18. The method of claim 1, wherein the sample applicator unit has a tip and said method comprises controlling height of the tip over the continuous substrate film while applying the at least one trace of the biological sample onto the surface of the continuous substrate film, and wherein the height is between 2 microns and 120 microns.

19. An apparatus for preparing a biological sample for analysis, the apparatus comprising:

a film transportation device configured to move a continuous substrate film past a sample applicator unit; and,
a sample applicator unit including one or more sample applicators configured to apply a trace of a biological sample to be analyzed onto the continuous substrate film when moved by the film transportation device, wherein the biological sample includes cells and wherein the trace of a biological sample forms substantially a monolayer of cells on a surface of the continuous substrate film.

20. The apparatus of claim 19, wherein the continuous substrate film includes a coating applied to a surface of the continuous substrate film onto which the trace of a biological sample for analysis is to be deposited to improve adherence of the trace of the biological sample.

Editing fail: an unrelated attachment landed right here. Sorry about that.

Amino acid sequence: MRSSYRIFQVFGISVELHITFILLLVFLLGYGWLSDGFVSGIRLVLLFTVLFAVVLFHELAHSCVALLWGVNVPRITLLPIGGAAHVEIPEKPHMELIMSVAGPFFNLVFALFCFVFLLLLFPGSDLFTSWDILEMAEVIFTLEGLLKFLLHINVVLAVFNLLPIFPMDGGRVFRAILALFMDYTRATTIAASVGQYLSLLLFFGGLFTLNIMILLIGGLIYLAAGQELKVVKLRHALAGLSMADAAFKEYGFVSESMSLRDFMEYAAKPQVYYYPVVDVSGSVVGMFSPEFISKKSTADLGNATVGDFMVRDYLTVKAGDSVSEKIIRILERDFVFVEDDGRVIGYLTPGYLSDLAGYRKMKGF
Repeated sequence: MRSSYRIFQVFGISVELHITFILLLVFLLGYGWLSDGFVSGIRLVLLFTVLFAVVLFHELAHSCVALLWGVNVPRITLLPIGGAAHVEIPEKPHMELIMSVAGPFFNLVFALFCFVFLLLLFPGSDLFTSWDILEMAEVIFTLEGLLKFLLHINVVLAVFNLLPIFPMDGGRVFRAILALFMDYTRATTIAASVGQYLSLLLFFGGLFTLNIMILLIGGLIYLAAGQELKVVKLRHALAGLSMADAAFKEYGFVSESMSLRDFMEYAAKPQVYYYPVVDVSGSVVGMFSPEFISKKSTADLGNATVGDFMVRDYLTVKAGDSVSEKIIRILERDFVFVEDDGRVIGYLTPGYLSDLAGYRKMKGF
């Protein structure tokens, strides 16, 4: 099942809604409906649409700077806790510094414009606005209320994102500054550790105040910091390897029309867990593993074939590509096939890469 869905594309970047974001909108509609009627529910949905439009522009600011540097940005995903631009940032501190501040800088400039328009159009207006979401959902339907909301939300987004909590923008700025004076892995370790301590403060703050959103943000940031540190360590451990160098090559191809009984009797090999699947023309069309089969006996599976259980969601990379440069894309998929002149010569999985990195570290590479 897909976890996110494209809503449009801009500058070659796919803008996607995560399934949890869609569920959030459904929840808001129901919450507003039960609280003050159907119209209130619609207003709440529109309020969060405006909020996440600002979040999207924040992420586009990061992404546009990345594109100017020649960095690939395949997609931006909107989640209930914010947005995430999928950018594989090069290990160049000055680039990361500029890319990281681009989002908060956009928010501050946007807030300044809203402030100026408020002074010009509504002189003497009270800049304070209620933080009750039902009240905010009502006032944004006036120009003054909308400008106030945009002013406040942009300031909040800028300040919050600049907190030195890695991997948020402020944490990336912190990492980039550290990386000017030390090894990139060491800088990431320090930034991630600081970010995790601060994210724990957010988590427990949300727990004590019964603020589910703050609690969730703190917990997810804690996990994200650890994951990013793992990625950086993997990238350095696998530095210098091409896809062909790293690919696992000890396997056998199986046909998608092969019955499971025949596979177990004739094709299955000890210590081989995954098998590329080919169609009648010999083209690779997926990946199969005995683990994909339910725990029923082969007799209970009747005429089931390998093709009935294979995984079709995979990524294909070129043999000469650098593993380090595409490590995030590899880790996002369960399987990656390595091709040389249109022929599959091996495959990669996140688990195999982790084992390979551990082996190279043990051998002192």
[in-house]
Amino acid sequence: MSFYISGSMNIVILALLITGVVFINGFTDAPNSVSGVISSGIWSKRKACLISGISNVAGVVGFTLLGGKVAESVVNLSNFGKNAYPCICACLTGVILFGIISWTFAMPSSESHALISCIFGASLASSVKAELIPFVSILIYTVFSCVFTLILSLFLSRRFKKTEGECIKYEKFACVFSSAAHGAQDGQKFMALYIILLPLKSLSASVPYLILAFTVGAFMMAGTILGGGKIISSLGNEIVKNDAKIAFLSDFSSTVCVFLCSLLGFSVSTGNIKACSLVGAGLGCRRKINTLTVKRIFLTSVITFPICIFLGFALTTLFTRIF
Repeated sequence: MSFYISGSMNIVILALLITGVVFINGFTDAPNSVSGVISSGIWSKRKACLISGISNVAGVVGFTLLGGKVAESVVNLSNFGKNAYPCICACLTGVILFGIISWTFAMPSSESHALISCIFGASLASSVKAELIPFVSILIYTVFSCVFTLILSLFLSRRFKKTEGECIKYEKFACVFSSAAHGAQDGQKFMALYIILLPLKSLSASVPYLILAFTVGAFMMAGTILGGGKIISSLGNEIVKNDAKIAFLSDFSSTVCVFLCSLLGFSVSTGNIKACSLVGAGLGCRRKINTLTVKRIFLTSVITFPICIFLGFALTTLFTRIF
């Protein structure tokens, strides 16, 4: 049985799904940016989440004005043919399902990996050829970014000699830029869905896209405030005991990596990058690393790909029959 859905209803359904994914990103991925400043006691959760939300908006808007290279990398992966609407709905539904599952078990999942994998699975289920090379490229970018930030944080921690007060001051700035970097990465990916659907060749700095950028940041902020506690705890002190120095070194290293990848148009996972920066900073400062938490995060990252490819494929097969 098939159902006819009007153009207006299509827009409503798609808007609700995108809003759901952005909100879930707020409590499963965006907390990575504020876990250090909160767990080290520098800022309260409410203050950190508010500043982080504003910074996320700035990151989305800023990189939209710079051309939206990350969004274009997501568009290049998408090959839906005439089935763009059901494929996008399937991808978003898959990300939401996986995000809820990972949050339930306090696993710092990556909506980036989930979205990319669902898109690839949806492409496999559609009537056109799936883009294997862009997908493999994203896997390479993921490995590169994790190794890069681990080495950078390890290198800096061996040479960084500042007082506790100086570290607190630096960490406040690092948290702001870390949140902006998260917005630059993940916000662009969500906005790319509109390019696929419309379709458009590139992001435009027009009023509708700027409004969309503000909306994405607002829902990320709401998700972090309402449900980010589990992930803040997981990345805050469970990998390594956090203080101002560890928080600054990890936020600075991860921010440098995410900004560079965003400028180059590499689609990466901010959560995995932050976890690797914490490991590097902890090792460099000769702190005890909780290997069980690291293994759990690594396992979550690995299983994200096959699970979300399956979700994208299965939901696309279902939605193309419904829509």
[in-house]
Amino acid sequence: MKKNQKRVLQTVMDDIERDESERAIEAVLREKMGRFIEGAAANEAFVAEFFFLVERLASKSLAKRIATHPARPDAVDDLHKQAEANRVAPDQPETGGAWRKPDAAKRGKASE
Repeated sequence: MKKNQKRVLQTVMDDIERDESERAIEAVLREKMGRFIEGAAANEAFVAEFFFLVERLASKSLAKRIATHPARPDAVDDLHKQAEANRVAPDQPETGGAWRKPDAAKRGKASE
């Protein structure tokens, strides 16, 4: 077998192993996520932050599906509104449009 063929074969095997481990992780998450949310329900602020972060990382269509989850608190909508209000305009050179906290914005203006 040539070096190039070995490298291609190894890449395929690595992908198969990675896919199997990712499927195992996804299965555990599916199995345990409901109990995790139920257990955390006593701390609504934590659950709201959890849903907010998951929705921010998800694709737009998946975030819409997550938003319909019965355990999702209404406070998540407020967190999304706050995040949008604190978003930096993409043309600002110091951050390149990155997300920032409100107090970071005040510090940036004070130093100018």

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Patent History

Patent number: 10379014
Type: Grant
Filed: Nov 21, 2016
Date of Patent: Aug 13, 2019
Patent Publication Number: 20170146437
Assignee: Roche Diagnostics Operations, Inc. (Indianapolis, IN)
Inventors: Andreas Calatzis (Rotkreuz), Harald Leyser (Steinefrenz)
Primary Examiner: Jyoti Nagpaul
Application Number: 15/356,694

Classifications

Current U.S. Class: Winding Reel (34/625)
International Classification: G01N 1/00 (20060101); G01N 1/30 (20060101); G01N 1/31 (20060101); G01N 35/00 (20060101);